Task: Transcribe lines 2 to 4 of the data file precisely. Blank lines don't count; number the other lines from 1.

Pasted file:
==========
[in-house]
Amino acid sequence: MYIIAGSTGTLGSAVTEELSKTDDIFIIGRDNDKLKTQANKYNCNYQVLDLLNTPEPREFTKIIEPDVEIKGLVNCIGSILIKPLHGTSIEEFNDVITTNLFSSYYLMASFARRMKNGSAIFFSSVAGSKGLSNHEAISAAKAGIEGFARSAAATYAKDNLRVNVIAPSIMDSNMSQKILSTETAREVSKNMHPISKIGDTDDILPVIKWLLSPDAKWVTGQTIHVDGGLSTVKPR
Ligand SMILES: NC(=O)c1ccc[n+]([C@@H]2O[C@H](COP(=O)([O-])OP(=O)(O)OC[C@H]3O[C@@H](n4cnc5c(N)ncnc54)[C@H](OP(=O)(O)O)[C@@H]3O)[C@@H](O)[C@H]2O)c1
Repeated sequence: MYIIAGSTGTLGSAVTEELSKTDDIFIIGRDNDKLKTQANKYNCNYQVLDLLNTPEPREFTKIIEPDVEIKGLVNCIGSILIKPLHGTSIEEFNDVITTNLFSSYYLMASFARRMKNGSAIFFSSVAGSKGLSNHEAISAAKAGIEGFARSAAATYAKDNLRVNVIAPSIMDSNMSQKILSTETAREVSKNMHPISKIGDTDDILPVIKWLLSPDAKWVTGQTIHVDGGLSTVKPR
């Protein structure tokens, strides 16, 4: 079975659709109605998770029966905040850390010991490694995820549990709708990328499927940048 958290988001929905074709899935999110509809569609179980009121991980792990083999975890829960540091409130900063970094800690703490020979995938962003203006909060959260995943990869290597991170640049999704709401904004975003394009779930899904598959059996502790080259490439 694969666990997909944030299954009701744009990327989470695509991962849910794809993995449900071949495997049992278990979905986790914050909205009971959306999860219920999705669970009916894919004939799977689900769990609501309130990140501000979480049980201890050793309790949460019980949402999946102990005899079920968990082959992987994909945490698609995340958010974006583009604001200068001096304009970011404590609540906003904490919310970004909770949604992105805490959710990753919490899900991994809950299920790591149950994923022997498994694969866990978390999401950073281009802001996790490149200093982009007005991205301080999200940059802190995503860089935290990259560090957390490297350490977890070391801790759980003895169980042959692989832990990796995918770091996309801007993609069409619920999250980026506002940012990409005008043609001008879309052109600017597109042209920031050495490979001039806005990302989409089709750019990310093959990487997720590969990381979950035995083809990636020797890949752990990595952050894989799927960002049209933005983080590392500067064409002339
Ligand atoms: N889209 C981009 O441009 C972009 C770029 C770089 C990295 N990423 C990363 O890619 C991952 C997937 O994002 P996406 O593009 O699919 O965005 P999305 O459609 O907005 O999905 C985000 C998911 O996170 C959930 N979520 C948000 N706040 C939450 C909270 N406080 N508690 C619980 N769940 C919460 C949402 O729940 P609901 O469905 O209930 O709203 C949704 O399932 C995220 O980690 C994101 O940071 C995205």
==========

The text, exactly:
Amino acid sequence: MYIIAGSTGTLGSAVTEELSKTDDIFIIGRDNDKLKTQANKYNCNYQVLDLLNTPEPREFTKIIEPDVEIKGLVNCIGSILIKPLHGTSIEEFNDVITTNLFSSYYLMASFARRMKNGSAIFFSSVAGSKGLSNHEAISAAKAGIEGFARSAAATYAKDNLRVNVIAPSIMDSNMSQKILSTETAREVSKNMHPISKIGDTDDILPVIKWLLSPDAKWVTGQTIHVDGGLSTVKPR
Ligand SMILES: NC(=O)c1ccc[n+]([C@@H]2O[C@H](COP(=O)([O-])OP(=O)(O)OC[C@H]3O[C@@H](n4cnc5c(N)ncnc54)[C@H](OP(=O)(O)O)[C@@H]3O)[C@@H](O)[C@H]2O)c1
Repeated sequence: MYIIAGSTGTLGSAVTEELSKTDDIFIIGRDNDKLKTQANKYNCNYQVLDLLNTPEPREFTKIIEPDVEIKGLVNCIGSILIKPLHGTSIEEFNDVITTNLFSSYYLMASFARRMKNGSAIFFSSVAGSKGLSNHEAISAAKAGIEGFARSAAATYAKDNLRVNVIAPSIMDSNMSQKILSTETAREVSKNMHPISKIGDTDDILPVIKWLLSPDAKWVTGQTIHVDGGLSTVKPR